'Thank you for doing this': Dozens turn out at Pittsburgh rally to raise awareness of addiction
September 1, 2015 12:00 AM
People gather hand-in-hand in prayer Monday outside the Trinity Episcopal Cathedral, Downtown, to mark Overdose Awareness Day.
Lilian McHugh, center, cries for her grandson, Steven Akerly, 25, pictured, who was found dead from an overdose in August. She attended a rally Downtown Monday as part of Overdose Awareness Day.
People gather in prayer outside the Trinity Episcopal Cathedral, Downtown, to mark Overdose Awareness Day.
Rev. Dorsey McConnell, Bishop of the Episcopal Diocese of Pittsburgh, offers a blessing to Niedra Williams who attended a prayer service outside the Trinity Episcopal Cathedral, Downtown, to mark Overdose Awareness Day. Williams works at the Tadiso methadone clinic.
By Dan Majors and Lexi Belculfine / Pittsburgh Post-Gazette
Marla Mastermonico Conley, one of the organizers of the Fed Up rally in Market Square, was setting some addiction-awareness literature on a table Monday evening when she was approached by a Downtown businessman. His name was “Scott” and he wanted to give her a hug.
“He started crying,” said Ms. Conley of Penn Hills, whose son is a recovering heroin addict. “He said, ’Thank you so much for doing this.’ I said, ’Scott, did you lose somebody?’ And he said, ‘Just myself.’”
Dozens of people, including Mayor Bill Peduto, gathered for the event to call attention to International Overdose Awareness Day, aimed at directing resources away from punishing addicts and into helping them.
“Stricter penalties need to be imposed on drug dealers,” said Ms. Conley, who heads a local chapter of The Addict’s Mom. “And we need more treatment facilities. A lot of these kids want help, but they can’t get it because there’s no treatment facilities available or they don’t have insurance.”
Other groups participating in the event were Message Carriers of Pennsylvania, Prevention Point Pittsburgh, and Not One More. The volunteers, many of whom have friends and family members who are addicts, passed out pamphlets and sought signatures for a national petition. But the most important thing they did was speak out.
“We have to stop treating addicts like criminals,” said Laura Propst, president of Not One More. “We have to shatter the stigma and get them the treatment they need. Right now, they’re being sent back out into the streets where they’re most vulnerable, and the pharmaceutical companies are making billions.”
“I’m here to tell you and tell those that are suffering that it’s a problem that we need to address,” Mr. Peduto said. “There’s nothing negative about it. It’s simply something that, if we work together, and we change some rules … we’ll be able to save lives.
“[Addiction] affects everything. The suffering that people have to go through when they have a loved one and they don’t have the resources available to help them, and the only resource that’s provided is jail. It’s system we created back in the 1980s and it’s failed. People are left with trying to solve it on their own, and it’s a problem that you can’t solve on your own. You need a support network. And families don’t have the capacity to deal with it. They need professional help. If we spent the money on professional help, we’d actually save money because there would be a heck of a lot less people in jail. We need to rethink these programs, and it starts on the local level.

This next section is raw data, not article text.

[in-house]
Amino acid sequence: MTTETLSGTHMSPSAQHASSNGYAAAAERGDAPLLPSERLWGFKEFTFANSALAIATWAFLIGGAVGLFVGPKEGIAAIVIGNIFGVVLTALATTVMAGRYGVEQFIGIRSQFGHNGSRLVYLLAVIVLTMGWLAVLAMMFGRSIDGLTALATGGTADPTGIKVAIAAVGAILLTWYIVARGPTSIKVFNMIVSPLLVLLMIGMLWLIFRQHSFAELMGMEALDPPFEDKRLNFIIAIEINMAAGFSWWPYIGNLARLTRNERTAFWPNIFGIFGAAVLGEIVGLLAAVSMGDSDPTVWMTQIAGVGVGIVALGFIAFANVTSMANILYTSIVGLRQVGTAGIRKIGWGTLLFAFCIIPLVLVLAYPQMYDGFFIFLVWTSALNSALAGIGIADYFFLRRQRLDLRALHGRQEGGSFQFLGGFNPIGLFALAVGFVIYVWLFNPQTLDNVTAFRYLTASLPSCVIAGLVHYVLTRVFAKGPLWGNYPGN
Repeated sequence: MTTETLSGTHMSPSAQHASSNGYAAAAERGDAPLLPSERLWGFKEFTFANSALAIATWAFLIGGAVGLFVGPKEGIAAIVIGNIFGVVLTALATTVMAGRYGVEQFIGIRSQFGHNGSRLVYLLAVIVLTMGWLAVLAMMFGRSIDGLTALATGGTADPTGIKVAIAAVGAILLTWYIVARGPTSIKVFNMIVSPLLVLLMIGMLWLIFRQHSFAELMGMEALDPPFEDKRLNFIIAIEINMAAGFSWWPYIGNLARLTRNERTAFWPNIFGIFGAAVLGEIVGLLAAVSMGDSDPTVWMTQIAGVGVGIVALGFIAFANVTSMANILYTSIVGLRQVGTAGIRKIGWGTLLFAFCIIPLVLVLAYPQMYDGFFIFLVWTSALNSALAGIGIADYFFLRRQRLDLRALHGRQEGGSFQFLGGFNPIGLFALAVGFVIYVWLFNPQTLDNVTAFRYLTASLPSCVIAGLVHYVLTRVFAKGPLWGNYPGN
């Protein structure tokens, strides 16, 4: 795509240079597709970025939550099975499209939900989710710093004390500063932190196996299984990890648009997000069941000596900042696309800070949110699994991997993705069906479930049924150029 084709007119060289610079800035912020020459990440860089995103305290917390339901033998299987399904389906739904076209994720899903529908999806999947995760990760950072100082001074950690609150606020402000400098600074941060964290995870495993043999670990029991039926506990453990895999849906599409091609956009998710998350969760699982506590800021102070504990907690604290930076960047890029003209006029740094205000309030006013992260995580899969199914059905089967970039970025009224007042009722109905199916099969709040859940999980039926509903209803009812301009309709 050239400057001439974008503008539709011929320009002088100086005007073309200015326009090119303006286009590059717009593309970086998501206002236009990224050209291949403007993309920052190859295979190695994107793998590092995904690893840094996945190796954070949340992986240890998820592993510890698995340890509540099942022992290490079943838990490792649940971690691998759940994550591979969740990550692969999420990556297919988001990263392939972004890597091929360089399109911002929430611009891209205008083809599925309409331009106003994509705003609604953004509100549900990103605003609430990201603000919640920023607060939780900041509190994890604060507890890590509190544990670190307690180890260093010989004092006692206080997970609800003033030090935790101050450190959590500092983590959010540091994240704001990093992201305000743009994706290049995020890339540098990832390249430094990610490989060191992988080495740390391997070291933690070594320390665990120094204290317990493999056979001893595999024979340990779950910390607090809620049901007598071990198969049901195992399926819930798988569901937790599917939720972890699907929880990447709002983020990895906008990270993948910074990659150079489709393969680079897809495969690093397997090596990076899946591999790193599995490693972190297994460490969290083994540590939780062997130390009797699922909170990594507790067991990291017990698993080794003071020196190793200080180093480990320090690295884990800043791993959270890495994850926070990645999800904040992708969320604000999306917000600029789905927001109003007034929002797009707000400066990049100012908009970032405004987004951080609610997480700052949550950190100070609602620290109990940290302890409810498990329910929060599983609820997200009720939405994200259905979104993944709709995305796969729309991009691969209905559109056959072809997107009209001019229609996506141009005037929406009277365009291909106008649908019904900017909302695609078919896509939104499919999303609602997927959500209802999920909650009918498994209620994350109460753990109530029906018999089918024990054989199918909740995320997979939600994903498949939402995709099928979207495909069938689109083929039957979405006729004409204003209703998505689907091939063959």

“You say you’re going to be tough on crime. And what you end up doing is losing people.”
Earlier in the day, about 50 people gathered for a noon service in front of the red doors of Trinity Cathedral on Sixth Avenue, Downtown. Before prayers and readings of scripture, the church’s bell tolled -- 31 times for the 307 people who died of an overdose in Allegheny County last year.
In the last five years, 1,364 county residents have died of an overdose, according to The Coalition for Leadership, Education and Advocacy for Recovery, which partnered with the Christian Associates of Southwestern Pennsylvania and Downtown churches for the service.
Bishop Dorsey McConnell of the Episcopal Diocese of Pittsburgh said recovery is only possible through a higher power, which can provide mercy, healing and strength.
The gathering, he said, also served as an act of repentance on the part of the church, which in the past has sometimes pushed away people with addictions.
“We want everyone to know the church is here to help people, not to shame people,” he said.
After the group held hands in a circle to say the Lord’s Prayer, some received Communion or oil for healing.
Fentanyl-laced heroin -- some stamped “theraflu” -- claimed the lives of 22 people in Western Pennsylvania in 2014, according to the state attorney general’s office.
Dan Majors: firstname.lastname@example.org and 412-263-1456. Lexi Belculfine: email@example.com or 412-263-1878. Twitter: @LexiBelc.